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Quantitative spectroscopy of collagen and water in infrared windows I, III, and IV as an aid to targeted application of skin therapeutics
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Paper Abstract

We are currently investigating a non-invasive technique to determine collagen content and hydration in the skin by the optical methods of absorption, fluorescence and Raman spectroscopy for imaging. A major barrier to the effective use of skin therapies is the difficulty of quantifying existing collagen content and water content. Absorption of near infrared light by skin depends both on the concentration of collagen and the amount of water in the skin. In the near infrared (NIR window I) collagen and water have similar absorption profiles. However, because the infrared spectrum of collagen and water from 900 nm to 1700 nm (window II and III) are significantly different, it allows us to quantify collagen relative to water content. The ratio of the absorption of collagen normalized to water at 1700 nm and at 1950 nm (window III and window IV) is linear in collagen concentration. This can be used to discriminate between tissues by absorption imaging. We compare these results to Raman spectroscopy and native fluorescence. Our goal is to generate data that can be used for qualitative imaging allowing for improvement in assessing the effectiveness of skin-treatment therapies for the health care field to develop a device for home and medical office which can answer the age-old question: “Mirror, Mirror on the wall, where exactly should I apply skin therapeutics for maximum effectiveness and minimal side-effects?”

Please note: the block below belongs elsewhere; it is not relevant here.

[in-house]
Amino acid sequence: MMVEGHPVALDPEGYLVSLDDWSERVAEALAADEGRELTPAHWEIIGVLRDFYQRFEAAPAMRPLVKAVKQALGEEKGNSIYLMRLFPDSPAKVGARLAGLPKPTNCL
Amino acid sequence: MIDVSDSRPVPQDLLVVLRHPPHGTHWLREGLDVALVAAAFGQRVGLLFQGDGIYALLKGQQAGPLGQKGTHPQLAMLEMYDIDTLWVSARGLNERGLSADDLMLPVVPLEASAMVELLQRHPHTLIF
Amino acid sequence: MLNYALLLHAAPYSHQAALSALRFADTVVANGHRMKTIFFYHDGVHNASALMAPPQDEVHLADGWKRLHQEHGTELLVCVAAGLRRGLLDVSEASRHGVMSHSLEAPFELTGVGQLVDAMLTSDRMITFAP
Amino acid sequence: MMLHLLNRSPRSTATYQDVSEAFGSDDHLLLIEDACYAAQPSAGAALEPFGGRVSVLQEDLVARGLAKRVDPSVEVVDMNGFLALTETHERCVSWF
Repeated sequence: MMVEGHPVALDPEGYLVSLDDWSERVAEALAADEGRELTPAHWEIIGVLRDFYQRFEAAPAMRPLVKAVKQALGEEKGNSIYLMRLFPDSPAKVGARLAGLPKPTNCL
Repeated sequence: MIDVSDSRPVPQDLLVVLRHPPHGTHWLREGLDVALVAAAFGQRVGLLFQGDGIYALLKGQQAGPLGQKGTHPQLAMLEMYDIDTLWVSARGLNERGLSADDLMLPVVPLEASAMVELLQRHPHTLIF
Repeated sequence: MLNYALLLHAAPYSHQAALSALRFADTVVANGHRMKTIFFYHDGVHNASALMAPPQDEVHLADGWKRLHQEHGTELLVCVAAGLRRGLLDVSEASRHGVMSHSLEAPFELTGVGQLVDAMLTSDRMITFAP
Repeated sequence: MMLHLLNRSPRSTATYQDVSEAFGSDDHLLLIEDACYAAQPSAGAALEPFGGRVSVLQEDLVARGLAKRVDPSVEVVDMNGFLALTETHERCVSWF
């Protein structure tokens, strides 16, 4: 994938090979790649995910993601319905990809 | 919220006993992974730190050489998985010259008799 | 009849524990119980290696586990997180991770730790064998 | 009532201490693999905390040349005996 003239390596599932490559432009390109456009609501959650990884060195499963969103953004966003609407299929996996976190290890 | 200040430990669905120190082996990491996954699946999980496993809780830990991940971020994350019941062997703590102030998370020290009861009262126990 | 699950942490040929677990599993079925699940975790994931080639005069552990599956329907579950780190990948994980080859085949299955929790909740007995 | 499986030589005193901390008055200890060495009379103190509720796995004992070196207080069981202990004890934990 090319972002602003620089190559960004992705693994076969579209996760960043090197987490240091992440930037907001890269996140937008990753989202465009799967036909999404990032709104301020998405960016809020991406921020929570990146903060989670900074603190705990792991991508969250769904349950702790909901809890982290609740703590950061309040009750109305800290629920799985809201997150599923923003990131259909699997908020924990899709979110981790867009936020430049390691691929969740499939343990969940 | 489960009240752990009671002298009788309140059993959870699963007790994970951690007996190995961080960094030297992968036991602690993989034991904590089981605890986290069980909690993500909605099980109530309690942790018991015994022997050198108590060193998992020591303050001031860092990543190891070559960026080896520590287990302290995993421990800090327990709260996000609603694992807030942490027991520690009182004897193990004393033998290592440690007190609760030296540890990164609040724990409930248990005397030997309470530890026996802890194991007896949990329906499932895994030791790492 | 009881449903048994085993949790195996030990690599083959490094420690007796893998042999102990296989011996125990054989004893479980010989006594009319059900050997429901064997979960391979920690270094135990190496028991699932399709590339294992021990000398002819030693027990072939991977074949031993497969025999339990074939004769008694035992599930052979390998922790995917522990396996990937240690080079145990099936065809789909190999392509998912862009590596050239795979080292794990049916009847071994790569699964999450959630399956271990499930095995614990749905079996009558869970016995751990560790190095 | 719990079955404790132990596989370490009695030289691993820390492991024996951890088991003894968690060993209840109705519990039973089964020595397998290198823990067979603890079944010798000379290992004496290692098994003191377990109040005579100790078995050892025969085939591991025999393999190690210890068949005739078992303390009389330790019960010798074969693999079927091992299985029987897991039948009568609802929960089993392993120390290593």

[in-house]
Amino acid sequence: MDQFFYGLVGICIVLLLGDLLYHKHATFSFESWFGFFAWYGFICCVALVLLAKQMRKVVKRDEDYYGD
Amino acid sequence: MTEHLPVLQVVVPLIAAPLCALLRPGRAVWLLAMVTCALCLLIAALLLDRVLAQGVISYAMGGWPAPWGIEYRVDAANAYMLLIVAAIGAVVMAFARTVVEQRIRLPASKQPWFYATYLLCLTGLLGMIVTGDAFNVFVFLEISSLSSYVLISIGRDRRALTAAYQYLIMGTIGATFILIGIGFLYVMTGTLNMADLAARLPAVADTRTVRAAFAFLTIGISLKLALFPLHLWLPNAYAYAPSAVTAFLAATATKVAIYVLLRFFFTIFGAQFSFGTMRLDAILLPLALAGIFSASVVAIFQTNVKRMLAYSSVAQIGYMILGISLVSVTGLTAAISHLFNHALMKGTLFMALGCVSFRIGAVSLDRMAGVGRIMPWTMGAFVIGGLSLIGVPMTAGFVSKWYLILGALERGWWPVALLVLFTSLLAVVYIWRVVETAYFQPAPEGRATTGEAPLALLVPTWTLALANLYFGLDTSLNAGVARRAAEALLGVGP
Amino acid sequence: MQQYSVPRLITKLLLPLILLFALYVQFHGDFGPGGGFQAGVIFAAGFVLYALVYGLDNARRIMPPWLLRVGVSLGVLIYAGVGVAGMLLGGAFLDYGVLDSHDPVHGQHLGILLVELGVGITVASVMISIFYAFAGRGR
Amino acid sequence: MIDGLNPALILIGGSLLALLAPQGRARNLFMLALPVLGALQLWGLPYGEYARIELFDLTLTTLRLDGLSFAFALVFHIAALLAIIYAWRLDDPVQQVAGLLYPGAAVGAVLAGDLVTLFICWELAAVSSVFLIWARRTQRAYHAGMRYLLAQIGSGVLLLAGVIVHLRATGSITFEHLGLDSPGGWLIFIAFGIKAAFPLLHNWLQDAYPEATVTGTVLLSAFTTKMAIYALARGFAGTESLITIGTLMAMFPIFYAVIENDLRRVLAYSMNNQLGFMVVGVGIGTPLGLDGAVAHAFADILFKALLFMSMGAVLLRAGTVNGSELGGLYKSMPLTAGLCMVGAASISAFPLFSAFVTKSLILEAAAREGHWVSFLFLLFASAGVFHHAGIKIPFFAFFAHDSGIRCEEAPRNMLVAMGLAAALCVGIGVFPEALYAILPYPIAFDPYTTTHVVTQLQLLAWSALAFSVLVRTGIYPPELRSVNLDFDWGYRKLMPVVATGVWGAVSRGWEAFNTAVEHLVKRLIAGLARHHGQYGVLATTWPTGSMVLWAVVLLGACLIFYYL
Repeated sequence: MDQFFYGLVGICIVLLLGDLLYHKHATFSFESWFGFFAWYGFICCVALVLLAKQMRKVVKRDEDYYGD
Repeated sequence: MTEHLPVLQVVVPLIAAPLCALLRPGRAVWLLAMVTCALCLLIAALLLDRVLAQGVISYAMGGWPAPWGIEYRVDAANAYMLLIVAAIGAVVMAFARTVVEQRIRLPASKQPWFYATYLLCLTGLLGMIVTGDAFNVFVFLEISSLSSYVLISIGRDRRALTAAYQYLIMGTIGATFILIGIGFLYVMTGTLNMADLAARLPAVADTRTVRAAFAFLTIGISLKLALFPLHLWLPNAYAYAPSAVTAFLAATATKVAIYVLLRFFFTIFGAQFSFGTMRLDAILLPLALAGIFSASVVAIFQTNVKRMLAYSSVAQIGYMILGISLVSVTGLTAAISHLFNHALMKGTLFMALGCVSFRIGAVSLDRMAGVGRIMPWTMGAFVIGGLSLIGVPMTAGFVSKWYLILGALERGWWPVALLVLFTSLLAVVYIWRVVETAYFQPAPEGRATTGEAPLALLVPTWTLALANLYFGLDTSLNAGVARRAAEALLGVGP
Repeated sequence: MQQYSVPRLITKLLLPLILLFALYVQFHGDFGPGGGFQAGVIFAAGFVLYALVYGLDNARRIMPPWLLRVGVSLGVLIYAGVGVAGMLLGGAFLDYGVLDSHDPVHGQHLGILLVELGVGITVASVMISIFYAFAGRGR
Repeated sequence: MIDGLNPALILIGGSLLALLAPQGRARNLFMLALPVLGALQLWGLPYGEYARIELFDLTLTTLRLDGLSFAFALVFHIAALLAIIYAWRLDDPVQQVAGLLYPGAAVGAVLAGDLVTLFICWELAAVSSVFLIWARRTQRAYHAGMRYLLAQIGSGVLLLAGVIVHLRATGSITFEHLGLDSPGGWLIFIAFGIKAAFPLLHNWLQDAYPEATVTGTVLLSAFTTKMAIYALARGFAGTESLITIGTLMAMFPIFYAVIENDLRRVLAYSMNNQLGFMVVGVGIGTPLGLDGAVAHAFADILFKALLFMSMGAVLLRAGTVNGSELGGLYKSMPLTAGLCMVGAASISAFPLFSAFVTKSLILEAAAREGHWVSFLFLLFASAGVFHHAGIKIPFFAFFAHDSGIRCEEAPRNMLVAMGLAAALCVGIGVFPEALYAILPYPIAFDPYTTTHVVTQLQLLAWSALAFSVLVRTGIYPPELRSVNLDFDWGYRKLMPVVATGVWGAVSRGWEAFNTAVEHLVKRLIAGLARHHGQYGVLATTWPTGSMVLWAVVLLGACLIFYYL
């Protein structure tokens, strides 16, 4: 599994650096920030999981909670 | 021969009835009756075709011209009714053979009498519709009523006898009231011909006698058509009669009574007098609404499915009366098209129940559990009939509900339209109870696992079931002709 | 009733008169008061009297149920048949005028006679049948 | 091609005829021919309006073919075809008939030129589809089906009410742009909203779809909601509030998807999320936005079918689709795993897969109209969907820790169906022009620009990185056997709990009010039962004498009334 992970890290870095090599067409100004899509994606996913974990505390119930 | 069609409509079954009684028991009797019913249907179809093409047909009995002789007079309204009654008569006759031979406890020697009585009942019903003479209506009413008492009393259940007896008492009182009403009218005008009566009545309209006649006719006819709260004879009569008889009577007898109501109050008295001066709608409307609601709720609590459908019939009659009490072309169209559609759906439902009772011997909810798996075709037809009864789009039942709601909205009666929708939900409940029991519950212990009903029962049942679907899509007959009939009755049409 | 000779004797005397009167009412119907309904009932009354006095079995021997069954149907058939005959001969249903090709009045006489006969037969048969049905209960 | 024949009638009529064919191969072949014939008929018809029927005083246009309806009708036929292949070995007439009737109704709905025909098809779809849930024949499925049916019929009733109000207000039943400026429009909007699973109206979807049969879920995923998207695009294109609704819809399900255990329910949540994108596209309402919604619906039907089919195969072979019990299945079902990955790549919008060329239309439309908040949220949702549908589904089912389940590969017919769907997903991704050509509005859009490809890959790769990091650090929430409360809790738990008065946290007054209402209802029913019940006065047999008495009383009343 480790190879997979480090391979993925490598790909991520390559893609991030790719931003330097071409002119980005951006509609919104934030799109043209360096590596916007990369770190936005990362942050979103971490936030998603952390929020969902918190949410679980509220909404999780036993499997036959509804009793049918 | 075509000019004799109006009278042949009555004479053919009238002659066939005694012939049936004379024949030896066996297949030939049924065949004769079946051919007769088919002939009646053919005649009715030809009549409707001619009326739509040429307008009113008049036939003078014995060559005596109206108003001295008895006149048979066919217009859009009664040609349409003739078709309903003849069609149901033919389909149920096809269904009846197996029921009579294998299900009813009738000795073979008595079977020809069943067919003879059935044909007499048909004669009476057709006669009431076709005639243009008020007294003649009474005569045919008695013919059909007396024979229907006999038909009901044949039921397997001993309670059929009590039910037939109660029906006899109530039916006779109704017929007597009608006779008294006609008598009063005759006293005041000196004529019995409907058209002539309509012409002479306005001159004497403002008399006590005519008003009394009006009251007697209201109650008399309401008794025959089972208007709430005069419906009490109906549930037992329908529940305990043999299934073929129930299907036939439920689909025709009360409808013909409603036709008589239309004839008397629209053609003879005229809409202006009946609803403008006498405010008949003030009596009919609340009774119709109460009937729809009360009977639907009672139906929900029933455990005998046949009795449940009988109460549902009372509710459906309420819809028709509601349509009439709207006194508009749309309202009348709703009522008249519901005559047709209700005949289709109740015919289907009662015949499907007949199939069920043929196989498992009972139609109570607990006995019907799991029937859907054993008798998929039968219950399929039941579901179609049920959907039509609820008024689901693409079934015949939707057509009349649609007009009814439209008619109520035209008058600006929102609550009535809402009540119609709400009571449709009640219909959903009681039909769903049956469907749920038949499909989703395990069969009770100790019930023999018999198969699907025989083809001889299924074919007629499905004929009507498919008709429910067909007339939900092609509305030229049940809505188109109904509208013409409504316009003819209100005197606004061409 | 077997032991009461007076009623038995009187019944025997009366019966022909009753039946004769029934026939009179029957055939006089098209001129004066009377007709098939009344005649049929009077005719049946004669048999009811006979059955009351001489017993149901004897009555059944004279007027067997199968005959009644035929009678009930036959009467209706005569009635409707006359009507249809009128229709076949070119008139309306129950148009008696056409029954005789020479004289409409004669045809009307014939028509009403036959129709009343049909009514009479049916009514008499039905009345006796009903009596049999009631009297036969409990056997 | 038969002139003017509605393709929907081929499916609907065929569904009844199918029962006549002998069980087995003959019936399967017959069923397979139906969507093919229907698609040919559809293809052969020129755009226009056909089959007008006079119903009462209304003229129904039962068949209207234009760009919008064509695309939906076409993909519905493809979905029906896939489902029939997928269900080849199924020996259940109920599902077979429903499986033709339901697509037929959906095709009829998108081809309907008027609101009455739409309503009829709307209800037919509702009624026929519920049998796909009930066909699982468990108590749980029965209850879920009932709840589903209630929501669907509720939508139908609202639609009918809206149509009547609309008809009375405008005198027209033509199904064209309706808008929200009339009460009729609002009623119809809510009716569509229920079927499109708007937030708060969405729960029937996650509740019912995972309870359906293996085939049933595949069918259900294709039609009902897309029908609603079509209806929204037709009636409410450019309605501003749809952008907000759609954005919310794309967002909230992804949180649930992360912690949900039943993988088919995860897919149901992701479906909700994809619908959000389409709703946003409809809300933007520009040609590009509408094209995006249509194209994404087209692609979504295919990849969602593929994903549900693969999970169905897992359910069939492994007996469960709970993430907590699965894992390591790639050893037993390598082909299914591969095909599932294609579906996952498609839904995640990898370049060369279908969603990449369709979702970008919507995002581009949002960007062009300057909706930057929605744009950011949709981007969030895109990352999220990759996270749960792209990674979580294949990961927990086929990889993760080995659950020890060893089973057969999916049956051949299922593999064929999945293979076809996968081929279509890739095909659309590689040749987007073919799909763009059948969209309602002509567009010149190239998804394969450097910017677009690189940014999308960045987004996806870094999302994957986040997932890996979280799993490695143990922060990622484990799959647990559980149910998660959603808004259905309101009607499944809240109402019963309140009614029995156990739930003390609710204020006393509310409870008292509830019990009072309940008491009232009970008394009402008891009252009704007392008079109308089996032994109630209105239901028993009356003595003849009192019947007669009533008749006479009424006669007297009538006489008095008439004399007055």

Paper Details

Date Published: 11 April 2019
PDF: 5 pages
Proc. SPIE 10873, Optical Biopsy XVII: Toward Real-Time Spectroscopic Imaging and Diagnosis, 1087318 (11 April 2019); doi: 10.1117/12.2510170
Show Author Affiliations
V. Wang, The City College of New York (United States)
S. Russell, The City College of New York (United States)
R. R. Alfano, The City College of New York (United States)

Published in SPIE Proceedings Vol. 10873:
Optical Biopsy XVII: Toward Real-Time Spectroscopic Imaging and Diagnosis
Robert R. Alfano; Stavros G. Demos; Angela B. Seddon, Editor(s)

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